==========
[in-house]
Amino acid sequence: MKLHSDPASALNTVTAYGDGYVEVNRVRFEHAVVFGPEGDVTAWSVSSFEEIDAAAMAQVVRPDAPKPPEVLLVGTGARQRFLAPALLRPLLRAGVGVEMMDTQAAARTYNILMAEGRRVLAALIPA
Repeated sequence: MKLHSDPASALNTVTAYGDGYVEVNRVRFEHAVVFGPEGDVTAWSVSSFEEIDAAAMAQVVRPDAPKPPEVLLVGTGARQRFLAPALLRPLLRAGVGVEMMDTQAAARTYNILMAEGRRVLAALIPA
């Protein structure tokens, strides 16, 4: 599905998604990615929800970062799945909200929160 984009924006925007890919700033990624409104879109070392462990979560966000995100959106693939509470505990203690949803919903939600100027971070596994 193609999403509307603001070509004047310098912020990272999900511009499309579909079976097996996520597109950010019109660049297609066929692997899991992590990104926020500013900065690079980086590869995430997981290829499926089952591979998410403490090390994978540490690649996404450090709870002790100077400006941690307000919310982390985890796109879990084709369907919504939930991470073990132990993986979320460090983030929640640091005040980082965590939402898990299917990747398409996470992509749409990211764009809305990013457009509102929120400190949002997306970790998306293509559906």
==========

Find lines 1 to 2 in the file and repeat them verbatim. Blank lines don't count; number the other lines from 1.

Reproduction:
[in-house]
Amino acid sequence: MKLHSDPASALNTVTAYGDGYVEVNRVRFEHAVVFGPEGDVTAWSVSSFEEIDAAAMAQVVRPDAPKPPEVLLVGTGARQRFLAPALLRPLLRAGVGVEMMDTQAAARTYNILMAEGRRVLAALIPA